Holden Reptile Conservation Center
The Detroit Zoo’s reptiles are primarily housed inside Holden Reptile Conservation Center, located near the middle of the Zoo. Visitors can learn about the 85 different species (and approximately 250 individual animals) of which are considered threatened or endangered in the wild.
The latest addition to the Holden Reptile Conservation Center is the new home for a female reticulated python. The 18-foot, 85-pound snake was introduced into her spacious digs at the Holden Reptile Conservation Center following eight months of construction.
The centerpiece of the 20-by-8-by-8 foot space is a large stone head deity – created by Detroit Zoo reptile keeper David Blanchard – fashioned after temple idols found at Angkor Wat in Cambodia. The enclosure also features a variety of plants and trees to offer the python the sanctuary she would find in her native habitat as well as a basking pool that provides underwater viewing for visitors.
“Pythons are exceptional swimmers, so the pool was vital to replicating a habitat synonymous with the wild,” said Detroit Zoological Society Curator of Reptiles Jeff Jundt. “David’s artistry helped to create an amazing space that meets the python’s needs and is also visually engaging for visitors.”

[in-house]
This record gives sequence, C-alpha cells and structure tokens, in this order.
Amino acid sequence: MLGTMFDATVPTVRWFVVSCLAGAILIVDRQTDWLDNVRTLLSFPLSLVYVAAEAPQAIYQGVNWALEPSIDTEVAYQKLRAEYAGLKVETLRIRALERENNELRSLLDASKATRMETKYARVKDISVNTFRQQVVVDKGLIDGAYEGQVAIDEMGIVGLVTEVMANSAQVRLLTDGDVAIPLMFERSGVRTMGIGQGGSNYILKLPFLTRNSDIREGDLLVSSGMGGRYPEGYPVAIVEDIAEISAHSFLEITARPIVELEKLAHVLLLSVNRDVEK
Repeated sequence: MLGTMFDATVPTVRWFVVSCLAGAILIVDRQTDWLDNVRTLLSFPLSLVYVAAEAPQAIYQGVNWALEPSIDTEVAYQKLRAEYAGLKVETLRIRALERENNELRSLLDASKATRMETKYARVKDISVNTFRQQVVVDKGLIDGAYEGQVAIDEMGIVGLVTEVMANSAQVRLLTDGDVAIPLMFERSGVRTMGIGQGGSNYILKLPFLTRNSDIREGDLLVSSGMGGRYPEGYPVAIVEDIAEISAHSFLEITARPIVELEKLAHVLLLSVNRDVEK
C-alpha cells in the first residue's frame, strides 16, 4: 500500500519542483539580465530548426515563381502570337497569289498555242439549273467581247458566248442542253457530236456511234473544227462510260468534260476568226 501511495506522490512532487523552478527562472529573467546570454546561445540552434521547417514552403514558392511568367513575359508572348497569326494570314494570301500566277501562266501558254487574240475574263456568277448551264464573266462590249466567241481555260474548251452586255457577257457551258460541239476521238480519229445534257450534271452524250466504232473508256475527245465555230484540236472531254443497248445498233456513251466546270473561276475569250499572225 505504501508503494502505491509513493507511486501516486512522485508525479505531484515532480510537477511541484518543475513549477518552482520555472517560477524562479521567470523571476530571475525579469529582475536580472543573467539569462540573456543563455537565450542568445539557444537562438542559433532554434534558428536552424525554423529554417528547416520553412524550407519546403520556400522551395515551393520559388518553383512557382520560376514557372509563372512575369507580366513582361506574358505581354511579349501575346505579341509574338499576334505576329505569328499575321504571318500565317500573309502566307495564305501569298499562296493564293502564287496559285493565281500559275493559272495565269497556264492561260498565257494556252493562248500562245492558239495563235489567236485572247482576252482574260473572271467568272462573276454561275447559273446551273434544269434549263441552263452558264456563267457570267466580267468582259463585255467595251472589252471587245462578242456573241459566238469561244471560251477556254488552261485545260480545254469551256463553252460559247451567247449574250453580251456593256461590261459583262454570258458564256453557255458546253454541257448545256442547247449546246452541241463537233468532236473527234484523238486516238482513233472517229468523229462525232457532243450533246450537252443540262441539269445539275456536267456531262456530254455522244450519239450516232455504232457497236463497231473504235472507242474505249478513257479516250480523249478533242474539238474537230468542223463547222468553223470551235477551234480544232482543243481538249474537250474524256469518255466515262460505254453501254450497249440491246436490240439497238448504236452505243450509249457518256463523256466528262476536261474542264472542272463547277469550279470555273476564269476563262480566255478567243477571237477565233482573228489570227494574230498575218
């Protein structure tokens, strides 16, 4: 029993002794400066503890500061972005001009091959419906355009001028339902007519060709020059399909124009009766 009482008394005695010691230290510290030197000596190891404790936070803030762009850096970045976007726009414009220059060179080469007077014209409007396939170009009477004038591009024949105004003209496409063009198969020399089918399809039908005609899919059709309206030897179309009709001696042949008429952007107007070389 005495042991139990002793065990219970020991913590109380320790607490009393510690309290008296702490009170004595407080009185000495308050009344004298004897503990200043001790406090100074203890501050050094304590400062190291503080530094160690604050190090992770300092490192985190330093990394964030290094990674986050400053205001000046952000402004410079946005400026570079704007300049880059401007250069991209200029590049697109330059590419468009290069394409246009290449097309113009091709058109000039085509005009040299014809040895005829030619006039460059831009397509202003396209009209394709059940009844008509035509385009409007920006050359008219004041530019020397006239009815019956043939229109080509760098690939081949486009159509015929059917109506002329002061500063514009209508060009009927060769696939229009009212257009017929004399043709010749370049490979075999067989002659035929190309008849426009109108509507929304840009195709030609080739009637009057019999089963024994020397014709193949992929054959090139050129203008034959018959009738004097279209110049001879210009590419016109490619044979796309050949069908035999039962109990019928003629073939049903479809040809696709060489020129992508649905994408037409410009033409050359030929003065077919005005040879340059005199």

The reticulated python is flanked by Madagascar tree boas, Dumeril’s boas and black-headed pythons, whose habitats were included in the design by Ehresman Associates, Inc. in Troy, Mich. A stone-and-glass façade and thatched roof span the 38-foot length of the exhibit. Funding for the project was made possible in part through the generosity of the James and Lynelle Holden Fund.
The reticulated python (Broghammerus reticulatus) is native to the rainforests and woodlands of Southeast Asia and the Indonesian and Philippine Islands. It is the longest snake species in the world, averaging around 22 feet and reaching up to 30 feet. A black criss-cross pattern runs the length of the python’s gray, brown and tan body, giving it the reticulated name. The snake’s coloring contributes to its ability for camouflage to elude predators and conceal itself from potential prey.
The Detroit Zoo’s reticulated python, estimated to be 17 years old, was rescued from a private owner in July 2010. Each year, the Detroit Zoological Society receives more than 100 requests from pet owners looking for a new home for their reptiles, and only on rare occasions is able to accept one.
“That once-cute baby iguana, turtle or snake is now full grown and is no longer fun to clean up after, has outgrown its enclosure or has simply lost its appeal,” said Jundt. “While we would like to be able to assist, we simply do not have the resources to care for all of these animals.” Owners looking for a home for their pets should contact the nearest humane society or animal rescue group.